“For I know the plans I have for you, declares the Lord, plans for welfare and not for evil, to give you a future and a hope.” (Jer. 29:11). A while back, a lady came to my office asked to speak to me. She was in some distress, having just lost her job. She felt the future was bleak and could not understand why God would “punish” her. Like her, sometimes things happen to us that make us feel a little confused or even depressed. This is especially true when we do not feel like we deserve whatever trial has come upon us, but we need to understand the concept of “doors.” We know God loves us, and we know He has our best interests at heart, so why do we question Him when things do not go exactly according to plan?
We need to understand that God will direct our paths to better opportunities as Christians even if we do not understand it at first. Of course, as humans, we cannot know the future. We can look forward to something significant like a vacation, and we love “good” surprises. But, oh, when we do not understand it, we have an entirely different emotion. Let me ask you something, “How many times has something happened to you that looked and felt like a disaster to you, only to discover in hindsight how fortunate that event was?” In the case of the lady in my office, two months later, she found a new job and met her future husband there within a short period of time. When a door closes, it can feel like the end of the world, but when another opens, it can feel like the beginning of “heaven on earth.” Since we are temporal, we understand the past because we have experienced it.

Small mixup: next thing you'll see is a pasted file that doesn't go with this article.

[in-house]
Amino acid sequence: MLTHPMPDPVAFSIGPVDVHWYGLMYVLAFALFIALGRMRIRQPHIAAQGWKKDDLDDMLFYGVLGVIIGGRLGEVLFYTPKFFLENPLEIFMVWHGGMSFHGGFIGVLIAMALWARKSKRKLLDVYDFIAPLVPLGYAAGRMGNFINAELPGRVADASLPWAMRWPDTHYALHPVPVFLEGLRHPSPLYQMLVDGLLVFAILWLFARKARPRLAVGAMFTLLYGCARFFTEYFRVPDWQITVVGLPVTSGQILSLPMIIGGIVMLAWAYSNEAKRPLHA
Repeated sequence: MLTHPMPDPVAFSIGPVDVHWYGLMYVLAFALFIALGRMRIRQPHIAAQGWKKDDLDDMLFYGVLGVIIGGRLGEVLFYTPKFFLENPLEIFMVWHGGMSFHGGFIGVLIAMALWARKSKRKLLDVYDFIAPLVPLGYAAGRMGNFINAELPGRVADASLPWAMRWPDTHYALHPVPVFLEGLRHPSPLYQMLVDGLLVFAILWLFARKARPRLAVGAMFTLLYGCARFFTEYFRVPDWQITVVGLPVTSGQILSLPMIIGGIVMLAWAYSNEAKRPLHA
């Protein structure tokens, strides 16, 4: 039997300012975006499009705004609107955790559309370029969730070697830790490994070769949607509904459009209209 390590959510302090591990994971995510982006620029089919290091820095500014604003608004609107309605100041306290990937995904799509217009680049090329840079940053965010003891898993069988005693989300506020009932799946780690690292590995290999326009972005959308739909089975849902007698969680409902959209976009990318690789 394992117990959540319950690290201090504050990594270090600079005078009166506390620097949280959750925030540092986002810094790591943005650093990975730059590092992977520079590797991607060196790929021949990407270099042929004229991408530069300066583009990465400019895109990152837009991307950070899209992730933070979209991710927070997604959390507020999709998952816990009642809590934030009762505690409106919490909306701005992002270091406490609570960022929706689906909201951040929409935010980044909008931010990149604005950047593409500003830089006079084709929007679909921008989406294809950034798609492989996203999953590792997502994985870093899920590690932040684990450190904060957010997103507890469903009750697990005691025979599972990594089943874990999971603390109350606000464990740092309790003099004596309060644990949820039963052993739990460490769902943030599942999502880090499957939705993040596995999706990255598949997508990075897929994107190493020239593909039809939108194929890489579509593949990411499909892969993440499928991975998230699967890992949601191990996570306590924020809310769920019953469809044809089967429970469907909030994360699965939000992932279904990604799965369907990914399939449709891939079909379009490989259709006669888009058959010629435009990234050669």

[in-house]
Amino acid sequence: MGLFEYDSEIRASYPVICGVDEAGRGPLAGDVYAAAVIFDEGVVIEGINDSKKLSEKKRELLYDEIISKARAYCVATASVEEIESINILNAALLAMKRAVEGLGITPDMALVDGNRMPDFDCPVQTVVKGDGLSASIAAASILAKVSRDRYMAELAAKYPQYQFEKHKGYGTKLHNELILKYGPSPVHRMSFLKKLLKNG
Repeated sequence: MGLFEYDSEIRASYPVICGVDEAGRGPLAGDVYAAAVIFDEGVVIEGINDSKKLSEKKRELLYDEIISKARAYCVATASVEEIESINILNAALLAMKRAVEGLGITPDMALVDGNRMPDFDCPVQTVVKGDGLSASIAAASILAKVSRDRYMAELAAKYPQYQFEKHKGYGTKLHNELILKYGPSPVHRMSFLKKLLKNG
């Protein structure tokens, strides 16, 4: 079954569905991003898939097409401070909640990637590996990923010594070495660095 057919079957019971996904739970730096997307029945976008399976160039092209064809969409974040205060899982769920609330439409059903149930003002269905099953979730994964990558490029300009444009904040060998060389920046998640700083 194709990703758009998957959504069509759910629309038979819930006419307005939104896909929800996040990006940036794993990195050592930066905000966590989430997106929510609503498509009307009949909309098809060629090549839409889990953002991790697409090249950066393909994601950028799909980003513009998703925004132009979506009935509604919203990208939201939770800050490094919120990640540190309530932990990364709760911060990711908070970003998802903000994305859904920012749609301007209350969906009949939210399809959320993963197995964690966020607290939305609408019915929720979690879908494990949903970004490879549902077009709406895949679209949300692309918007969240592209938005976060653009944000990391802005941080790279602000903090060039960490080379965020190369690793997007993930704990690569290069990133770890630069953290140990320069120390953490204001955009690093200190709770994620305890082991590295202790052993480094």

We understand the present with less certainty because we can “mostly” control what is happing – until the moment comes when the “wheels come off,” so to speak. For the most part, the future is outside of our grasp. If we could just change our present and future perspectives, we would journey through life with far less stress. Look at the story of Job. The door did not just close for him – it seemed locked as well. But, with faith and obedience, the door that opened provided all he lost and then some. I do, however, believe that God will close a door for another reason as well – to prevent you from leaving. Let me explain; sometimes, we start to drift from the path of Christianity. Life happens, and we get too busy for church or, sadly, we just don’t want to bother with it anymore. The world begins to take hold in our lives as we capitulate to the temptations that lead to sin, which drives a wedge between the Lord and us.
The God of love, who sent His only Son to suffer death on the cross to save you, will not forsake you, so He closes the door. What happens when a door closes on us? We become anxious, panic, and lose hope, but then we often do something…we turn to God. We pray to Him for help, repenting of our sins and promising to do better in the future. If only He will open that door, or any other door, for that fact. Then, when we have returned with our heads bowed low in shame and turned from our brief stay in the darkness of sin, we realize we are better where we are than where we wanted to do. The door was closed for a reason. But, often, it is precisely then that He opens another door. A door that offers us a better opportunity to grow and flourish in ways we did not think were possible. Stop standing in front of the closed door, wondering why it was shut. Go and look for the open one because it offers so much more than the one you are standing in front of.